Atomoxetine, a novel treatment for attention-deficit-hyperactivity disorder

Pharmacotherapy. 2004 Aug;24(8):1020-36. doi: 10.1592/phco.24.11.1020.36146.


Atomoxetine is the first nonstimulant drug approved by the United States Food and Drug Administration (FDA) for the treatment of attention-deficit-hyperactivity disorder (ADHD), and the only agent approved by the FDA for the treatment of ADHD in adults. Atomoxetine is a norepinephrine transport inhibitor that acts almost exclusively on the noradrenergic pathway. Its mechanism of action in the control and maintenance of ADHD symptoms is thought to be through the highly specific presynaptic inhibition of norepinephrine. Clinical trials to evaluate the short-term effects of atomoxetine in children and adults have shown that atomoxetine is effective in maintaining control of ADHD. Likewise, long-term trials have determined that atomoxetine is effective in preventing relapse of ADHD symptoms without an increase in adverse effects. A comparative trial of atomoxetine with methylphenidate in school-aged children indicated similar safety and efficacy without the abuse liability associated with some psychostimulants. The most commonly reported adverse effects in children and adolescents are dyspepsia, nausea, vomiting, decreased appetite, and weight loss. The rates of adverse events in the trials were similar for both the once- and twice-daily dosing regimens. The discontinuation rate was 3.5% in patients treated with atomoxetine versus 1.4% for placebo and appeared to be dose dependent, wit a higher percentage of discontinuation at dosages greater than 1.5 mg/kg/day. In clinical trials involving adults, the emergence of clinically significant or intolerable adverse events was low. The most common adverse events in adults were dry mouth, insomnia, nausea, decreased appetite, constipation, urinary retention or difficulties with micturition, erectile disturbance, dysmenorrhea, dizziness, and decreased libido. Sexual dysfunction occurred in approximately 2% of patients treated with atomoxetine. Atomoxetine should be used with caution in patients who have hypertension or any significant cardiovascular disorder. Overall, atomoxetine therapy in patient with ADHD appears to be effective in controlling symptoms and maintaining remission, with the advantages being comparable efficacy with that of methylphenidate, a favorable safety profile, and non-controlled substance status. Additional long-term studies are needed to determine its continued efficacy for those who require lifelong treatment, and comparative trials against other stimulant and nonstimulant agents.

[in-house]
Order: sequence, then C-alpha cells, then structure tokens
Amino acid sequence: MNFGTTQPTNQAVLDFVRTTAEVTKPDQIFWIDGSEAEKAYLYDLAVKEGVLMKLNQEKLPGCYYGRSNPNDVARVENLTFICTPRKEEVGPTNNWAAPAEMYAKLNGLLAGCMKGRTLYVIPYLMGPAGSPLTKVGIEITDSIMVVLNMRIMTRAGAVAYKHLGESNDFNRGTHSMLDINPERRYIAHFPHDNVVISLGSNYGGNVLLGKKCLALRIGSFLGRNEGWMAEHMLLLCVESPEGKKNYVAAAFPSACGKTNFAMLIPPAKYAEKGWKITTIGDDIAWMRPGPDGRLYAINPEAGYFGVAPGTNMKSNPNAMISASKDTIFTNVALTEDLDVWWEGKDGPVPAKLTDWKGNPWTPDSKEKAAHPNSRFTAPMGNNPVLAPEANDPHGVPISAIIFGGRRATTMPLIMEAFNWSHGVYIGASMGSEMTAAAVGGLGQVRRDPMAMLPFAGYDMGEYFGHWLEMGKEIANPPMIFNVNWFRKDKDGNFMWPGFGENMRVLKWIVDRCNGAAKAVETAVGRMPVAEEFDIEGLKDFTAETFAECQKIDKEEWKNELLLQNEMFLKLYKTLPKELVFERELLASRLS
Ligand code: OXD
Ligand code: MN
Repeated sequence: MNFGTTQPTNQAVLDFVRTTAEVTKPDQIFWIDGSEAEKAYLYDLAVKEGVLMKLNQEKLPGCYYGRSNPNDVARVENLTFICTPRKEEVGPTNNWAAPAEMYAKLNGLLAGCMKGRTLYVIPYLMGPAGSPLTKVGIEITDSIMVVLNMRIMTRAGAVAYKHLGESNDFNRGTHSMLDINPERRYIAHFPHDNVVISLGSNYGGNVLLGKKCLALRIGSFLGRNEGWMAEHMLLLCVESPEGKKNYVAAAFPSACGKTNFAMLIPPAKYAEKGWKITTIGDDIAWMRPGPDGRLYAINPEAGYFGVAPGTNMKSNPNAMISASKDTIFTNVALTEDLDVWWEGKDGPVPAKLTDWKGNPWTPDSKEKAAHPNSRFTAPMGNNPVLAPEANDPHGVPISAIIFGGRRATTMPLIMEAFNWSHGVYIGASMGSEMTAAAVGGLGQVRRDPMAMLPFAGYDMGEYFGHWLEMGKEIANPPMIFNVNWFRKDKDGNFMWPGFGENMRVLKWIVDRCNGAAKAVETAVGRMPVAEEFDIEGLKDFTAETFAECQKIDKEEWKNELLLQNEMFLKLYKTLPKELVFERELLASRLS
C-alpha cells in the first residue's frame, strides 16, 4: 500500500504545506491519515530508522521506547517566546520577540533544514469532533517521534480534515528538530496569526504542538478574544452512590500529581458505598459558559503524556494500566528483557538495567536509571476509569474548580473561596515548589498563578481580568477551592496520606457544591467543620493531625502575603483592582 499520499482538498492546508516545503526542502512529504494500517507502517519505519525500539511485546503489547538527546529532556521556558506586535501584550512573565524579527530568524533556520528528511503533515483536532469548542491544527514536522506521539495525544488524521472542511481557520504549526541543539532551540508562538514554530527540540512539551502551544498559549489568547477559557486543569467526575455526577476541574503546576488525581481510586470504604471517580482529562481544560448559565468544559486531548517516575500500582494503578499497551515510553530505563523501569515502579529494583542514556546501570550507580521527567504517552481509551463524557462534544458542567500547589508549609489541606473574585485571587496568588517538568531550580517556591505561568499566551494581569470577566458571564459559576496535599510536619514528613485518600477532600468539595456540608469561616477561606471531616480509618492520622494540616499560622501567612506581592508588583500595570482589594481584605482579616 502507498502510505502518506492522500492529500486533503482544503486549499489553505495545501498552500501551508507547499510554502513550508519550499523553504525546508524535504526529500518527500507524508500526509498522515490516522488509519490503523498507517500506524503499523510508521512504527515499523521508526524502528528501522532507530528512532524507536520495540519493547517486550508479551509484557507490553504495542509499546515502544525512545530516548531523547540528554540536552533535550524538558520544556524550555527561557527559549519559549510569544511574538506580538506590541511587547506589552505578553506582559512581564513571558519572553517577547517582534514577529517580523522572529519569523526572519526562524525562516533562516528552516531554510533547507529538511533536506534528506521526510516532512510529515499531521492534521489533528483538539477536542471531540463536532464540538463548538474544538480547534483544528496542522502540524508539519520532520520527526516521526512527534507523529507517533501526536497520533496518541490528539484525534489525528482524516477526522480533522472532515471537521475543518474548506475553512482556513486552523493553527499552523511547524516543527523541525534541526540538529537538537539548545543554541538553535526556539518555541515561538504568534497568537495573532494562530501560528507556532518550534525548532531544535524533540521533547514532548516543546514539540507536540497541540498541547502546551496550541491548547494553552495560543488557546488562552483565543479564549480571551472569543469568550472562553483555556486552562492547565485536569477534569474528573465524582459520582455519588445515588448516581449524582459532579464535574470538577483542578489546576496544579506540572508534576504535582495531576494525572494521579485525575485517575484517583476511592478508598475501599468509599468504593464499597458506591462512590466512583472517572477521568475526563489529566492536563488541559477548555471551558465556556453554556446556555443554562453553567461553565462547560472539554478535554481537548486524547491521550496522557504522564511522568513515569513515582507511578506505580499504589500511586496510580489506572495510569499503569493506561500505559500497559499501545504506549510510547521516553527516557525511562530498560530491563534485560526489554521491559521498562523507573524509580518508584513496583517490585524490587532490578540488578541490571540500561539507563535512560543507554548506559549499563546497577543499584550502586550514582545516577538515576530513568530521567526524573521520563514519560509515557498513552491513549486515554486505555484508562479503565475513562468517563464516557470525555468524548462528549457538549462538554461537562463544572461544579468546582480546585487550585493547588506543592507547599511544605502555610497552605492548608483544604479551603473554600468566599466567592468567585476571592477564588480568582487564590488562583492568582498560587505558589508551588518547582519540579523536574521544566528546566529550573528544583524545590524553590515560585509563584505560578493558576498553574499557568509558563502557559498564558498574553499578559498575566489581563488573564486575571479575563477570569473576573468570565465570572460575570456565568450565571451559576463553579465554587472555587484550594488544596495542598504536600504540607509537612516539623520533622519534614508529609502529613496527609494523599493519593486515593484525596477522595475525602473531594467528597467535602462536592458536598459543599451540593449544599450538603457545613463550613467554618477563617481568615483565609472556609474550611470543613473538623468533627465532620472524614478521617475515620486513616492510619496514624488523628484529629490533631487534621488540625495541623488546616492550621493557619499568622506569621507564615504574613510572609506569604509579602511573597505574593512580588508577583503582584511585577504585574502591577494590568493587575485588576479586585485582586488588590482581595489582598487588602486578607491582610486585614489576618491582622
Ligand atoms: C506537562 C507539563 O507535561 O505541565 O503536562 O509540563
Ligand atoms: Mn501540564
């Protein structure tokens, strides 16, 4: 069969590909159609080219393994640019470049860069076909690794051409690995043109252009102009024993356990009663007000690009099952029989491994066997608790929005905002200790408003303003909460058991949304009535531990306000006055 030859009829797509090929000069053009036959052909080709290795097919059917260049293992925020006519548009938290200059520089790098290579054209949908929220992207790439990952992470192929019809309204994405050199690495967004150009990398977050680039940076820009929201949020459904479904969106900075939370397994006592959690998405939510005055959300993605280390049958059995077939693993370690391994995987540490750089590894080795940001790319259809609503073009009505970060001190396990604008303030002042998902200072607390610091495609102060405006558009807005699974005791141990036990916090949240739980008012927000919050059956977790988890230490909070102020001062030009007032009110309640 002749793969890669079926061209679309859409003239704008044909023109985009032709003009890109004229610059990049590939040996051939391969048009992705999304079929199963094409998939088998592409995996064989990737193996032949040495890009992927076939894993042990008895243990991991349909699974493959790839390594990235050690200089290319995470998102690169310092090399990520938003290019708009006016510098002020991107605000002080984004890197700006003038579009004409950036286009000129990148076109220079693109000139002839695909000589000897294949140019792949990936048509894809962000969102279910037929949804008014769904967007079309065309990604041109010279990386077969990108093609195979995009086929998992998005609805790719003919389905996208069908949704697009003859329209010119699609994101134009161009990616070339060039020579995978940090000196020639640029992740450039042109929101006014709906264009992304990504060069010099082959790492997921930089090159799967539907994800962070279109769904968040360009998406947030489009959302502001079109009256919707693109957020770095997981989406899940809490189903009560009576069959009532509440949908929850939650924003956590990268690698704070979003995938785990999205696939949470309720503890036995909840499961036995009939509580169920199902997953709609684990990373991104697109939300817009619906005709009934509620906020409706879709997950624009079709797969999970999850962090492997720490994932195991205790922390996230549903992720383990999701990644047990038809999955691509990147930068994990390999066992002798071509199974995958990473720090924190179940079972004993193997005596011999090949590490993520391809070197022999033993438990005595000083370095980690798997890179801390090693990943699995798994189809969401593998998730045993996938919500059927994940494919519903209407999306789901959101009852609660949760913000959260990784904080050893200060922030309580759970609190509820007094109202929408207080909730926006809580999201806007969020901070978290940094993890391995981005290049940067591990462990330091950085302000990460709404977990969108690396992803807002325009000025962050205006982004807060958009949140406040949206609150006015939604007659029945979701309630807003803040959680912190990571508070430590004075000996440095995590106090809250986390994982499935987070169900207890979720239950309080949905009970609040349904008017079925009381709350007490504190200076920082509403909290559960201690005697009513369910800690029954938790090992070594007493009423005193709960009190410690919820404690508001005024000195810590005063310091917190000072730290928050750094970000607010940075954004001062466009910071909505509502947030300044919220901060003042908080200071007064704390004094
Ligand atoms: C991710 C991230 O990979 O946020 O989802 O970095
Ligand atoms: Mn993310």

Publication types

  • Review

MeSH terms

  • Adolescent
  • Adult
  • Animals
  • Area Under Curve
  • Atomoxetine Hydrochloride
  • Attention Deficit Disorder with Hyperactivity / classification
  • Attention Deficit Disorder with Hyperactivity / drug therapy*
  • Child
  • Female
  • Half-Life
  • Humans
  • Intestinal Absorption
  • Male
  • Pregnancy
  • Propylamines* / adverse effects
  • Propylamines* / pharmacokinetics
  • Propylamines* / therapeutic use
  • Randomized Controlled Trials as Topic
  • Severity of Illness Index
  • Tissue Distribution
  • Treatment Outcome


  • Propylamines
  • Atomoxetine Hydrochloride